[¶3] An administrative hearing was held before a DOT hearing officer, and the only testimony given was by Officer Williams. The hearing officer concluded Kasowski was not under arrest when he first requested to speak to an attorney and had no right to speak to an attorney at that time. The hearing officer found Kasowski, while under arrest at the jail, decided against attempting to contact an attorney. The hearing officer concluded Kasowski was not denied the reasonable opportunity to speak to an attorney and revoked Kasowski's driving privileges for refusing to submit to a chemical test for intoxication. The district court affirmed the hearing officer's decision.
[¶4] On appeal, Kasowski argues he was effectively under arrest when he requested to speak with an attorney and was denied his statutory right to speak with an attorney before deciding whether to submit to an Intoxilyzer. The DOT argues Kasowski was subjected to an investigatory detention when he requested to speak to an attorney, was not under arrest, and had no right to speak to an attorney at that time. Kasowski also argues the hearing officer erroneously found he decided against contacting an attorney while sitting in the patrol vehicle in the sally port of the jail. The DOT argues Officer Williams reasonably interpreted Kasowski's statements as a decision against trying to contact an attorney before deciding whether to submit to the Intoxilyzer.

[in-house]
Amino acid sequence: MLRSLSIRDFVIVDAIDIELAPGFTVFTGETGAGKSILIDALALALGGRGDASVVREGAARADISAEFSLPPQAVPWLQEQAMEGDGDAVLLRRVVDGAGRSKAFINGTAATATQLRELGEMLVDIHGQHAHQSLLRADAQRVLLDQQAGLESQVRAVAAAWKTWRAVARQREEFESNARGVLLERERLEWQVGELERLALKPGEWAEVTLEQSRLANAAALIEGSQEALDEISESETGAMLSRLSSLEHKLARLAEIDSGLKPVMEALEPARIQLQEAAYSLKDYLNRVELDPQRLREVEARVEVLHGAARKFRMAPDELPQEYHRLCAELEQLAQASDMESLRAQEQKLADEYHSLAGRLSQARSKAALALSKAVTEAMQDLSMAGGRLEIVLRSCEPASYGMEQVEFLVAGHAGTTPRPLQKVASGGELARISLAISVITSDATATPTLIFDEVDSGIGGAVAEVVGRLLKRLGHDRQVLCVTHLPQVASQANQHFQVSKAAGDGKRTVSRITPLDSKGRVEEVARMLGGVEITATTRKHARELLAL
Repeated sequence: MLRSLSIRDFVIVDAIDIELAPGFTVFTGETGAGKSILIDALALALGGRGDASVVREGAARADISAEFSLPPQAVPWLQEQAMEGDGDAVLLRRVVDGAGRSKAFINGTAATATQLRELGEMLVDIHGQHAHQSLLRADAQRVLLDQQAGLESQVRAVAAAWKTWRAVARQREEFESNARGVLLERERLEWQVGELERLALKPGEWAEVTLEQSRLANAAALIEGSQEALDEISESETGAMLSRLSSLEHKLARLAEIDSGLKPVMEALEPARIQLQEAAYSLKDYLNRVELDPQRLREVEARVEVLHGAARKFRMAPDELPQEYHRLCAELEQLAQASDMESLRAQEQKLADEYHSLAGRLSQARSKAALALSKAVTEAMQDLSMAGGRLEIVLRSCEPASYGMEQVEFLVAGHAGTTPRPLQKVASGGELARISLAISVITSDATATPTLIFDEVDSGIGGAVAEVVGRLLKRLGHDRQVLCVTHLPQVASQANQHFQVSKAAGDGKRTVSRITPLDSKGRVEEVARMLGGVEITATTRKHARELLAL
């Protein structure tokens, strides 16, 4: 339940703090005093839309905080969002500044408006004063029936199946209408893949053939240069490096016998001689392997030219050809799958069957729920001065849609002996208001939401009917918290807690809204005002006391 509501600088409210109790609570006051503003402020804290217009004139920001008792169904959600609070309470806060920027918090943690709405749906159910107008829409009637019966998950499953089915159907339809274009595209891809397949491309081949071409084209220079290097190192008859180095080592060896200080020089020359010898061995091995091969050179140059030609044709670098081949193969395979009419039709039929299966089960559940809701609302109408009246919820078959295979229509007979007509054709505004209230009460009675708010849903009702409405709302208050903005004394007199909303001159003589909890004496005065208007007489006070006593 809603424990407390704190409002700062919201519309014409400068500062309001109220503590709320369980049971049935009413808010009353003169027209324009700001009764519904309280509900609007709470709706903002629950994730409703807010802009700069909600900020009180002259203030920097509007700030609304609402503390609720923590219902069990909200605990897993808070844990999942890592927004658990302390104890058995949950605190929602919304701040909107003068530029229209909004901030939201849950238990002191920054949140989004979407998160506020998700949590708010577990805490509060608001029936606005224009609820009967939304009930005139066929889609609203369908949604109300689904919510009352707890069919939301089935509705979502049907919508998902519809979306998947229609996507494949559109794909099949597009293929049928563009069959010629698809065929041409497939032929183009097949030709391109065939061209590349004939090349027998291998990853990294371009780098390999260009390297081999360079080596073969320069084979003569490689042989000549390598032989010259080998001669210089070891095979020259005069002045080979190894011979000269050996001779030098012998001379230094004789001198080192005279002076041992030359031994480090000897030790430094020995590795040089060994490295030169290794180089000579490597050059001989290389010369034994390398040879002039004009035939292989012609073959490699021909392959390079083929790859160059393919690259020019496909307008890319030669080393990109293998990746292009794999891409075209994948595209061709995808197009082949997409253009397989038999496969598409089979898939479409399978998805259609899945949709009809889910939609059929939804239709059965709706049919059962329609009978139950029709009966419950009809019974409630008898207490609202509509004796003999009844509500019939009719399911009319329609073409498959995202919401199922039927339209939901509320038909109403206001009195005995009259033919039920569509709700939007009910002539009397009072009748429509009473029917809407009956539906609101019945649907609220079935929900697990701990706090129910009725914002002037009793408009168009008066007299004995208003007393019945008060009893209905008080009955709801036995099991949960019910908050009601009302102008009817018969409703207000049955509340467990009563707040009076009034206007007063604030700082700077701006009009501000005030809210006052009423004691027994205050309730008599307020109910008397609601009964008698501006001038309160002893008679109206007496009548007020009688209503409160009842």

II [¶5] This Court reviews the administrative revocation and suspension of driving privileges under the Administrative Agencies Practice Act, N.D.C.C. ch. 28-32. Lange v. Dep't of Transp., 2010 ND 201, ¶ 5, 790 N.W.2d 28 (citing Abernathey v. Dep't of Transp., 2009 ND 122, ¶ 6, 768 N.W.2d 485). We must affirm the administrative agency's decision unless:
1. The order is not in accordance with the law. 2. The order is in violation of the constitutional rights of the appellant. 3. The provisions of this chapter have not been complied with in the proceedings before the agency. 4. The rules or procedure of the agency have not afforded the appellant a fair hearing. 5. The findings of fact made by the agency are not supported by a preponderance of the evidence. 6. The conclusions of law and order of the agency are not supported by its findings of fact. 7. The findings of fact made by the agency do not sufficiently address the evidence presented to the agency by the appellant. 8. The conclusions of law and order of the agency do not sufficiently explain the agency's rationale for not adopting any contrary recommendations by a hearing officer or an administrative law judge. N.D.C.C. § 28-32-46. Our review of an administrative agency's decision is limited:
We do not make independent findings of fact or substitute our judgment for that of the agency when reviewing an administrative agency's factual findings. We determine only whether a reasoning mind reasonably could have determined the factual conclusions reached were proved by the weight of the evidence from the entire record. If the hearing officer's findings of fact are supported by a preponderance of the evidence, the conclusions of law are sustained by the findings of fact, and the decision is supported by the conclusions of law, we will not ...